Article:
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I'm addicted to sugar. Thanks for all the tips everyone.

  jenny Replied:

I think you are not the only one. I gave up alcohol over 10 years ago and that was easier than giving up sugar. I can give it up for months at a time and then wham the sugar monster is back! Just keep trying.

  kc Replied:

I used to follow him with my mom. Loved him.

  Cedric Replied:

Sugar and simple starches quickly break down into sugar in the bloodstream. This causes a spike in insulin levels, but, over a long period of sugar consumption, your body becomes resistant to insulin, leading to various problems related to sugar in your bloodstream, such as diabetes.

Okay. You know that. But there's another hormone, leptin, which is constantly secreted by your fat cells. This hormone, when it reaches the brain, causes your brain to tell you that you're no longer hungry. Except that this hormone needs to cross the blood-brain barrier between your circulatory system to your brain, and high levels of triglycerides -- as found in overweight people -- block the hormone from reaching the brain. This spike in triglycerides can also happen very quickly.

It's positive feedback of the worst kind. You eat simple carbohydrates, your body produces insulin, you produce triglyercides, you block leptin, you become hungry, you become hungry again, and you eat *more* simple carbohydrates. Low carb diets stop this cycle, and, for those who are successful on this diet, most weight loss is caused by reduced appetite. I've only mentioned an overview, so you can find more by searching on "carbohydrates leptin".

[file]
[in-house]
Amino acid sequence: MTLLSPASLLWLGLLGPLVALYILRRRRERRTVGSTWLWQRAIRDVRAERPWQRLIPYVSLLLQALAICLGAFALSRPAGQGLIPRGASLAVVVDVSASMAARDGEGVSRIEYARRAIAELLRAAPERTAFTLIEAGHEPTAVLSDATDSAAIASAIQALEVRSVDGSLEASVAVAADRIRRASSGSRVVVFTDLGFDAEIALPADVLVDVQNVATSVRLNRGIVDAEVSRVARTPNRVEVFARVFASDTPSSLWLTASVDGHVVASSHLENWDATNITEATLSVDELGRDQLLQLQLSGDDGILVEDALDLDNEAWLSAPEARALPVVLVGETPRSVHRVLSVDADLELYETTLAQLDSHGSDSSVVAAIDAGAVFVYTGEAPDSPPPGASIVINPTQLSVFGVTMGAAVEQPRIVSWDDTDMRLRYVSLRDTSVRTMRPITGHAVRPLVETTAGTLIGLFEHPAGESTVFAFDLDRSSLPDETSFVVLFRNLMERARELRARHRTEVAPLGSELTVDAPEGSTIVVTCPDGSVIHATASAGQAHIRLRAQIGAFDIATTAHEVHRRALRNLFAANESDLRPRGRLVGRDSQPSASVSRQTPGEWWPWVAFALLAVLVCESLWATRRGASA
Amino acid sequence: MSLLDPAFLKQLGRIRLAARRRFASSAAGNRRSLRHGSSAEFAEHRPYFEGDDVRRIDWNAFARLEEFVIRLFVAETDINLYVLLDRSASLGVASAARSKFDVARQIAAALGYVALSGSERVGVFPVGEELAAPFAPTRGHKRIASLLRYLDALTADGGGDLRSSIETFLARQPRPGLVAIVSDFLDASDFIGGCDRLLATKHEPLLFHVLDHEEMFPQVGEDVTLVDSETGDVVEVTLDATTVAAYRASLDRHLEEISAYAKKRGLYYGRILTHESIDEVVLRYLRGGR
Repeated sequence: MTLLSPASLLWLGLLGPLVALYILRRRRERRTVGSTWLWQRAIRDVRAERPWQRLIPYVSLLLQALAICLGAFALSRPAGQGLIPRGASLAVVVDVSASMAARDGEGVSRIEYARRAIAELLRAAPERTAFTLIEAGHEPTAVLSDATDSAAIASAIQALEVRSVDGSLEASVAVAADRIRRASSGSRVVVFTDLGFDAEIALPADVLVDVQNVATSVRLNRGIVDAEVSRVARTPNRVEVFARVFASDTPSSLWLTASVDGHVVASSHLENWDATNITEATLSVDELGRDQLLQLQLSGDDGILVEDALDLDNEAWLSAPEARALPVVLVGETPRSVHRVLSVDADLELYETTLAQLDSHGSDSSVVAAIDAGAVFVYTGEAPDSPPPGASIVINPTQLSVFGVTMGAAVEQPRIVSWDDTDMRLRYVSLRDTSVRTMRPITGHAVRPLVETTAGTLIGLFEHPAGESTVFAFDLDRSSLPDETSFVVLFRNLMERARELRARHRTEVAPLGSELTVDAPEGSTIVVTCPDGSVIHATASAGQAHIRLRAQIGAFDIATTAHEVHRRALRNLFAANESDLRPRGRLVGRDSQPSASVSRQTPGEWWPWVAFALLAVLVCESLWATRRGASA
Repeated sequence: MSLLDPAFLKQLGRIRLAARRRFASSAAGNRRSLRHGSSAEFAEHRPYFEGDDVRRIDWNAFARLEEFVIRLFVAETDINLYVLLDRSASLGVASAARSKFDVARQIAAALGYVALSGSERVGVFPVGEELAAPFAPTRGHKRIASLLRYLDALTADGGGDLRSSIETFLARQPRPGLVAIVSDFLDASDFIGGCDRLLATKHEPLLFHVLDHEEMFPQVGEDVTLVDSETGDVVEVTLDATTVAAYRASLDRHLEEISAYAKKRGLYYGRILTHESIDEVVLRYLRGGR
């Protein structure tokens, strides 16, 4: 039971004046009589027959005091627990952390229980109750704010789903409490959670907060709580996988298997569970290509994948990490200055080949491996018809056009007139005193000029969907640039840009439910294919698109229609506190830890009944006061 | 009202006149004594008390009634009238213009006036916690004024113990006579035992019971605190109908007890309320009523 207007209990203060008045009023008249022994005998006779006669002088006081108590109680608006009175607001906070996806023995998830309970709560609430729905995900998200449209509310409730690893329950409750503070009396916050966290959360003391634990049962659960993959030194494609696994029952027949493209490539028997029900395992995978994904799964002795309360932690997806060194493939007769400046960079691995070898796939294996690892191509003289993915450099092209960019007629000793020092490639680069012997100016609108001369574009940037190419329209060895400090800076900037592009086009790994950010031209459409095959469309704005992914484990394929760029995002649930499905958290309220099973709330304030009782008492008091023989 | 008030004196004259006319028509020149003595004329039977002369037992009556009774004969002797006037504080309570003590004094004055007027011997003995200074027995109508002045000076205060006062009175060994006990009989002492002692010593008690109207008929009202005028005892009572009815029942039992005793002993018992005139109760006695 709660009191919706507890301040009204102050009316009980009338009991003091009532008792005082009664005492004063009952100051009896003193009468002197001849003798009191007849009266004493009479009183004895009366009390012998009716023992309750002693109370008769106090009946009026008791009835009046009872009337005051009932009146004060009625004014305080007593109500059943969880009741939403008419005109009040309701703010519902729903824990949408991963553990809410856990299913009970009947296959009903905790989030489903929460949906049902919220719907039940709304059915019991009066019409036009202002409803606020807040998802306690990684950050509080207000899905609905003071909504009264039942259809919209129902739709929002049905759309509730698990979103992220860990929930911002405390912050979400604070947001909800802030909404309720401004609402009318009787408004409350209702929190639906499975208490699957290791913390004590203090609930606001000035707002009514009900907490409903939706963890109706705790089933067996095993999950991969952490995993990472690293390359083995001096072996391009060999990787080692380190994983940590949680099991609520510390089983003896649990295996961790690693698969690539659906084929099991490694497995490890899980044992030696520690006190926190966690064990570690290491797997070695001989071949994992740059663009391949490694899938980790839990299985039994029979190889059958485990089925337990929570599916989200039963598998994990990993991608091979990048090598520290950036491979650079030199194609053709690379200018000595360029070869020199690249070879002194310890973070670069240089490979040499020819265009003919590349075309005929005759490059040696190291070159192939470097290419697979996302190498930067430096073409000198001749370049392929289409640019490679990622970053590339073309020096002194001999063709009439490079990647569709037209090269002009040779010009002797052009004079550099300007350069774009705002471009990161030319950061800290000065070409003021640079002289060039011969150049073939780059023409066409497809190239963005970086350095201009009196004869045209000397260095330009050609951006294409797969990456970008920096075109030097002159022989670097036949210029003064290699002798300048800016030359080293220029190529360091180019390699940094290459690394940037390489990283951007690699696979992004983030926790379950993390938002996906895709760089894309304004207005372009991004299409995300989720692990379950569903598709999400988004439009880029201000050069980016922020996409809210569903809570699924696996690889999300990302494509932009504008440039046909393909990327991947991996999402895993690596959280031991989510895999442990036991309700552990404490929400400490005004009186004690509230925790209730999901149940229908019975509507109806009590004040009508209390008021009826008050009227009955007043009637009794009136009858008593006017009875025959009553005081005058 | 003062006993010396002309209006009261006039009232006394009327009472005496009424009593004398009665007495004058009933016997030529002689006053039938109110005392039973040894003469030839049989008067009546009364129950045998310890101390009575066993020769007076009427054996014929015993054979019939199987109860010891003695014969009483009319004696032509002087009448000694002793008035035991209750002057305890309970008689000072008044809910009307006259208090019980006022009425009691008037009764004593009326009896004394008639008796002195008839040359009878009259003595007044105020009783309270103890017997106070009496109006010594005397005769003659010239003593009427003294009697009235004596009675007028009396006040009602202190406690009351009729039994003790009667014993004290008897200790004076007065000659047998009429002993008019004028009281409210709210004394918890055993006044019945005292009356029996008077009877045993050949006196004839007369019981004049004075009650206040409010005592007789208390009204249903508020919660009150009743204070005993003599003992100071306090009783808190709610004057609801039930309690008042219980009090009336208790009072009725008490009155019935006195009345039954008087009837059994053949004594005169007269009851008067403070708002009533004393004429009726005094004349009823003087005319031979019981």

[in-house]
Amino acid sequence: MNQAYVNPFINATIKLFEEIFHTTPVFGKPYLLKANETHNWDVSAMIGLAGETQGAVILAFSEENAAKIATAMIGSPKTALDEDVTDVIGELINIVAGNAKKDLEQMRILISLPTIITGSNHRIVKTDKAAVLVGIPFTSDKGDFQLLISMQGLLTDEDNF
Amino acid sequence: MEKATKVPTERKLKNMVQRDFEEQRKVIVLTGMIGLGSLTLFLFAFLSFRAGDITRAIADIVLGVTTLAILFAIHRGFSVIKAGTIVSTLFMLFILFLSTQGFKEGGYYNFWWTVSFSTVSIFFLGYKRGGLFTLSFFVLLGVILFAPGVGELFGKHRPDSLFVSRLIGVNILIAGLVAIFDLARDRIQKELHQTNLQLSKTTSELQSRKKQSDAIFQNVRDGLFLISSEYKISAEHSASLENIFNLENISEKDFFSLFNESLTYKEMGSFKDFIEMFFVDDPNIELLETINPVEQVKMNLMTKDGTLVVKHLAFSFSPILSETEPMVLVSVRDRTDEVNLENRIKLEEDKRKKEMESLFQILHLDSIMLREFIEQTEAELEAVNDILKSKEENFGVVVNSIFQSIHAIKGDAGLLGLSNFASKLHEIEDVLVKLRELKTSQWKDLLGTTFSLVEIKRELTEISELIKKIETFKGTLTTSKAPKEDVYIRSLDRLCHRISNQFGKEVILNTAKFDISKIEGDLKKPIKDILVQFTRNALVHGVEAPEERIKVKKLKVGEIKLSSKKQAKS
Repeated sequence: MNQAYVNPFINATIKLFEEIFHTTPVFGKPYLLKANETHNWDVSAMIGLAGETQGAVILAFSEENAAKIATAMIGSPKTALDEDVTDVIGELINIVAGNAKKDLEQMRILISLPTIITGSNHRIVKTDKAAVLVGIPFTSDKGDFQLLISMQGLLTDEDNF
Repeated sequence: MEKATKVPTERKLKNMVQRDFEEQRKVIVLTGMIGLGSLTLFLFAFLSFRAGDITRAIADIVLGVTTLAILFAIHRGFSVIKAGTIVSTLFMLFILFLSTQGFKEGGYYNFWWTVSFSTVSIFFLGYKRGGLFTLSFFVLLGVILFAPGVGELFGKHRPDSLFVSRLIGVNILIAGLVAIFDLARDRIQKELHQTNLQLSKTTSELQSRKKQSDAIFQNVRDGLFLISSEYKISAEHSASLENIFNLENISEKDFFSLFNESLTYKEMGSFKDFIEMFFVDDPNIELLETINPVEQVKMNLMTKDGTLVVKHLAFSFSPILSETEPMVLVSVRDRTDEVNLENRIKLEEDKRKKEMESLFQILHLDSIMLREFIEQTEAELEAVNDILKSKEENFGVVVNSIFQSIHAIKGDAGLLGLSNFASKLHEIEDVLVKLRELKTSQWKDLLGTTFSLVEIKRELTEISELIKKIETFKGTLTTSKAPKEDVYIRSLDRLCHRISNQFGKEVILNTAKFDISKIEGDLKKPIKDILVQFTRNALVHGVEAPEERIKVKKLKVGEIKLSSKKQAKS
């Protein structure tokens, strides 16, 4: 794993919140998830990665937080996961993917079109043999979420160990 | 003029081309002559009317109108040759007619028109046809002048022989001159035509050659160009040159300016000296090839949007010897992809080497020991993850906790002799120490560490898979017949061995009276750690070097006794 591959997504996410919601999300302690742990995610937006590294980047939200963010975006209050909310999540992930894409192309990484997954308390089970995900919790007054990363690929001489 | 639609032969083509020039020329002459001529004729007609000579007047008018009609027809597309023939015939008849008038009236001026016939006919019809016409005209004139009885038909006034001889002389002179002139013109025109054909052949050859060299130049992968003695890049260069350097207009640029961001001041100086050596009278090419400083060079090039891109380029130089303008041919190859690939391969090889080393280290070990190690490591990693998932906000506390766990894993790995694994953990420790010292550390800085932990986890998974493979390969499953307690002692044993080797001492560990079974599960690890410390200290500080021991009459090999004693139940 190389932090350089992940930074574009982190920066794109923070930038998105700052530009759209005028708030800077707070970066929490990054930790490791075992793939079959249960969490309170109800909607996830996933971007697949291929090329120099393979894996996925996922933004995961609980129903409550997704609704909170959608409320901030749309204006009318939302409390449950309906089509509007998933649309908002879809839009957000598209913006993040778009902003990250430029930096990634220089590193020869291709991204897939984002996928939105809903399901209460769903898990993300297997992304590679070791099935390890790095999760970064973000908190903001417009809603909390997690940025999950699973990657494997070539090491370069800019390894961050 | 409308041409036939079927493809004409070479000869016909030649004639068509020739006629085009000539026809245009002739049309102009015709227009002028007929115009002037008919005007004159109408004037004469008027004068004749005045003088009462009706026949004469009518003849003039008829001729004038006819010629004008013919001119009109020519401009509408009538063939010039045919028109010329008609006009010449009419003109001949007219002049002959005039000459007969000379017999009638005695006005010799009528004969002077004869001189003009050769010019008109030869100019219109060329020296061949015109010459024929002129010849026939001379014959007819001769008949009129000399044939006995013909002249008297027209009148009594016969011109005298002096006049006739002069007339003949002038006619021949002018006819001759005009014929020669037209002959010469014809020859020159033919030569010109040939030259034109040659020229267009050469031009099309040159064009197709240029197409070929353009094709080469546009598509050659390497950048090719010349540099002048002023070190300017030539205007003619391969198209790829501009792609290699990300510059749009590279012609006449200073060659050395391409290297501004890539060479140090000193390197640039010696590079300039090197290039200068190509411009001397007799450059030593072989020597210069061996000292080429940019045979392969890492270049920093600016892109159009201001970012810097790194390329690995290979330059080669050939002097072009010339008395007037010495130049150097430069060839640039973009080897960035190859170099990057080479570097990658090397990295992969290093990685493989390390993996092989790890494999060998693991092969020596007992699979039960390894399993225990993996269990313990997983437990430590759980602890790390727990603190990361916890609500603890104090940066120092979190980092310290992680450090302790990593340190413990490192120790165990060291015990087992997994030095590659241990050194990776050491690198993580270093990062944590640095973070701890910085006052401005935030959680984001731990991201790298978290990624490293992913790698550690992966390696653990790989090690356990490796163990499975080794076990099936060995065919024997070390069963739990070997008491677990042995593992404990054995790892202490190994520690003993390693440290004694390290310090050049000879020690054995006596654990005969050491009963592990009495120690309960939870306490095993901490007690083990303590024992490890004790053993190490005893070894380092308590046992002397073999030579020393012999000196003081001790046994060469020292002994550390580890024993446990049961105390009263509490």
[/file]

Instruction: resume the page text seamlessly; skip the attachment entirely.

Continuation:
Lyn Replied:

That is a good explanation of this Cedric.

  Cedric Replied:

Thanks -- sorry, I should have written "This spike in triglycerides can also happen very quickly when you consume simple carbohydrates."

BTW, Dr. Jason Fung's "Aetiology of Obesity" is a good series of videos to watch to understand why there's sugar everywhere. Essentially, in the 1970's we were told that saturated fats are bad for you (which has been shown not to be that simplistic, since some saturated fats are good, and they keep you satiated). So food manufacturers took out the fat, but this lost the flavor. They replaced it with, you guessed it, carbohydrates. I suspect *yogurt* is an example, with full-fat (?) yogurt disappearing off the shelves (I can't find it at Safeway, even!) and replaced by yogurt with sugar-added. And, after this recommendation, American rates of obesity *increased*.

  Cedric Replied:


My guess is that our behavior with simple carbohydrates stems from our bodies which haven't evolved since agriculture. That is, before agriculture, fruit was only available for a short amount of time wherever it could be found. So we evolved to eat as much of it as soon as possible to obtain its energy. After agriculture, fruit was plentiful, but our bodies didn't change. But we didn't just eat more fruit. We ate sugar, to the point where we didn't eat the fruit anymore. It's an oversimplification, but an explanation for our drive for sugar.

I get to eat fruit next week.

  Cedric Replied:

Interesting -- fwiw, your Least list of fruits has overlap with Atkins 20 Phase II fruits (and none of the Most are on the list). Good lists!

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